Texas Tech Survey Predicts McCain to Win Texas

If the election was held today, a majority of Texans would pick Sen. John McCain for president.

If the presidential election was held today, a majority of Texans would pick Sen. John McCain for president, according to a poll of voting-age Texans by undergraduate students at the Earl Survey Research Lab at Texas Tech University. In step with Texas' strong Republican leanings, 58 percent of those polled said they'd vote for McCain, while 29 percent said they'd vote for Sen. Barack Obama, showing that Texans haven not changed their minds since the students polled voters in April. Three percent said they were voting for another candidate while seven percent still had to decide. Students queried more than 800 registered Texas voters in a statewide telephone survey from Oct. 6-26. In the survey, 41 percent of voters classified themselves as Republicans, 22 percent said they were Democrats and 25 percent said they were independents. "Texas remains a conservative state, and the overwhelming majority of citizens consider themselves Republicans," said Dennis Patterson, associate professor of political science who instructs the class that did the survey. "For Democrats to stand a chance of carrying Texas, they either must convince Texans to switch their party loyalties or capture all independent and Democratic voters. There is absolutely no room for error on the part of the Democrats." About 53 percent of Texans believed that McCain's take on current issues was stronger than Obama's. Texans' opinion of President George W. Bush has dwindled, however, as only 36 percent approve of the administration. Nationwide, the president's job approval rating sits at about 25 percent. Also, only 34 percent had confidence that Treasury Secretary Henry Paulson's $700 billion bailout would work. On other issues, Texans:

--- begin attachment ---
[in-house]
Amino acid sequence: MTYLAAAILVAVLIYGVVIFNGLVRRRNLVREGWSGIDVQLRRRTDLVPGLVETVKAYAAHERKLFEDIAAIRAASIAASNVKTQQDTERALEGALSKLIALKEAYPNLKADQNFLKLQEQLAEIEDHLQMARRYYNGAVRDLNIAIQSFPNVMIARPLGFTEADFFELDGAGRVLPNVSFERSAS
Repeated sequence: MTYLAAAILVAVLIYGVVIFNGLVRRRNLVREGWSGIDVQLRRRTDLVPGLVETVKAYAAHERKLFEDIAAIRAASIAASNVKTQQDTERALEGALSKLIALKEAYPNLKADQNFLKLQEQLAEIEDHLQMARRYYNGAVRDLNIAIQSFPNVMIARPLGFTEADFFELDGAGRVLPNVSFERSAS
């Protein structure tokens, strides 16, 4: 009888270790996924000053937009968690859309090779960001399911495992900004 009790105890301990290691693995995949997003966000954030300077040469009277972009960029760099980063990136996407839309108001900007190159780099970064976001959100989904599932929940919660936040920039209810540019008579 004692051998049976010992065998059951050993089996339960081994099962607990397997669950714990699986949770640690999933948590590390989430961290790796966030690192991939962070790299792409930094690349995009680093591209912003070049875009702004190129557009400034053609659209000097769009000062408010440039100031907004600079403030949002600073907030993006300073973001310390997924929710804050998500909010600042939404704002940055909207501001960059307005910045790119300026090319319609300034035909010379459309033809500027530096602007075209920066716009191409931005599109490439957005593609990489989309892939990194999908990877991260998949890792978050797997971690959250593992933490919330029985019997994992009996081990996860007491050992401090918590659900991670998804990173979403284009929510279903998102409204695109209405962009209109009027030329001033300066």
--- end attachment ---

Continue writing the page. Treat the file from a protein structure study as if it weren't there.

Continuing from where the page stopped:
• said job opportunities in the state are good.
  • seem to be reluctant to support an immediate troop withdrawal in Iraq, with 61 percent believing troops should stay.
  • Are divided as to whether sex education and birth control or morality and abstinence should be emphasized to reduce pregnancies among teenagers, though the poll found a slight majority supported sex education and birth control more.
  • A slight majority oppose a federal tax increase to fund programs to prevent illegal immigration.
The poll has a margin of error of +/- 3.4 percent, meaning that 95 percent of the time, results would fall within +/- 3.4 points from what would be obtained by interviewing all adult Texans. The survey is conducted each semester by political science majors in the department's undergraduate research methods course and is administered at the lab by the Department of Political Science. For more information, visit www.ttu.edu/~esrl. CONTACT: Dennis Patterson, associate professor, Department of Political Science, Texas Tech University, (806) 742-4050, or dennis.patterson@ttu.edu.